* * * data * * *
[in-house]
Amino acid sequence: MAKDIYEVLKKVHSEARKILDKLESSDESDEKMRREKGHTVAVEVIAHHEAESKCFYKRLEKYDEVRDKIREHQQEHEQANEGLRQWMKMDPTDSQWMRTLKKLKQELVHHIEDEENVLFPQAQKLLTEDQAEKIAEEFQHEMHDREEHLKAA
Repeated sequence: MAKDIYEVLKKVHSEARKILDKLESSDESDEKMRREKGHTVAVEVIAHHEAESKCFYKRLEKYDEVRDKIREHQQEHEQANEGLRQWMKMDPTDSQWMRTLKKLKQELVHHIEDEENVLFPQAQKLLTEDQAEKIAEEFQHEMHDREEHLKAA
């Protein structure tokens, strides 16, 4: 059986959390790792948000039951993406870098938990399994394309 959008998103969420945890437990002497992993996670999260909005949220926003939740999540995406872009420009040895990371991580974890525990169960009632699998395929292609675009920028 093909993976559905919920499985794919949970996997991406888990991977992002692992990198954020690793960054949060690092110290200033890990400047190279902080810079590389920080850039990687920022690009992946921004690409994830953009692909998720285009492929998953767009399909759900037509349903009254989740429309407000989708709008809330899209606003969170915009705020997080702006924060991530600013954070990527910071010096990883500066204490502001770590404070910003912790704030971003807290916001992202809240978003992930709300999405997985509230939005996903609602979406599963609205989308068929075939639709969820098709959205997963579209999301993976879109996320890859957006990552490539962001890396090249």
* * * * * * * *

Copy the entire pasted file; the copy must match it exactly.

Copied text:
[in-house]
Amino acid sequence: MAKDIYEVLKKVHSEARKILDKLESSDESDEKMRREKGHTVAVEVIAHHEAESKCFYKRLEKYDEVRDKIREHQQEHEQANEGLRQWMKMDPTDSQWMRTLKKLKQELVHHIEDEENVLFPQAQKLLTEDQAEKIAEEFQHEMHDREEHLKAA
Repeated sequence: MAKDIYEVLKKVHSEARKILDKLESSDESDEKMRREKGHTVAVEVIAHHEAESKCFYKRLEKYDEVRDKIREHQQEHEQANEGLRQWMKMDPTDSQWMRTLKKLKQELVHHIEDEENVLFPQAQKLLTEDQAEKIAEEFQHEMHDREEHLKAA
């Protein structure tokens, strides 16, 4: 059986959390790792948000039951993406870098938990399994394309 959008998103969420945890437990002497992993996670999260909005949220926003939740999540995406872009420009040895990371991580974890525990169960009632699998395929292609675009920028 093909993976559905919920499985794919949970996997991406888990991977992002692992990198954020690793960054949060690092110290200033890990400047190279902080810079590389920080850039990687920022690009992946921004690409994830953009692909998720285009492929998953767009399909759900037509349903009254989740429309407000989708709008809330899209606003969170915009705020997080702006924060991530600013954070990527910071010096990883500066204490502001770590404070910003912790704030971003807290916001992202809240978003992930709300999405997985509230939005996903609602979406599963609205989308068929075939639709969820098709959205997963579209999301993976879109996320890859957006990552490539962001890396090249």